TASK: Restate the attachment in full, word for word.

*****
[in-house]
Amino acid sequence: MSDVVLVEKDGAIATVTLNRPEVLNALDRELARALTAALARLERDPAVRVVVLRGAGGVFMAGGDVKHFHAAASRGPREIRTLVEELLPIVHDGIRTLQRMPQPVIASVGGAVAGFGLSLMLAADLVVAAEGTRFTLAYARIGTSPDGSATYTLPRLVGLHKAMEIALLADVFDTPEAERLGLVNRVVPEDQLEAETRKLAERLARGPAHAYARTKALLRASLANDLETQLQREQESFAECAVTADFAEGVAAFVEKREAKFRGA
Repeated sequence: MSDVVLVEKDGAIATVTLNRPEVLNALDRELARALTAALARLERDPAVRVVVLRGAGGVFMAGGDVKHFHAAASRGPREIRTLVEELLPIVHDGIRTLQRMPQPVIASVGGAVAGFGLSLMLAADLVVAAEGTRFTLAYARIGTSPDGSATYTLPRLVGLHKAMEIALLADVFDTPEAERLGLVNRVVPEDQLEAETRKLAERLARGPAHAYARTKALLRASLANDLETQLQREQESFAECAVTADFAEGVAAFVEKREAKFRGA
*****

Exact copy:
[in-house]
Amino acid sequence: MSDVVLVEKDGAIATVTLNRPEVLNALDRELARALTAALARLERDPAVRVVVLRGAGGVFMAGGDVKHFHAAASRGPREIRTLVEELLPIVHDGIRTLQRMPQPVIASVGGAVAGFGLSLMLAADLVVAAEGTRFTLAYARIGTSPDGSATYTLPRLVGLHKAMEIALLADVFDTPEAERLGLVNRVVPEDQLEAETRKLAERLARGPAHAYARTKALLRASLANDLETQLQREQESFAECAVTADFAEGVAAFVEKREAKFRGA
Repeated sequence: MSDVVLVEKDGAIATVTLNRPEVLNALDRELARALTAALARLERDPAVRVVVLRGAGGVFMAGGDVKHFHAAASRGPREIRTLVEELLPIVHDGIRTLQRMPQPVIASVGGAVAGFGLSLMLAADLVVAAEGTRFTLAYARIGTSPDGSATYTLPRLVGLHKAMEIALLADVFDTPEAERLGLVNRVVPEDQLEAETRKLAERLARGPAHAYARTKALLRASLANDLETQLQREQESFAECAVTADFAEGVAAFVEKREAKFRGA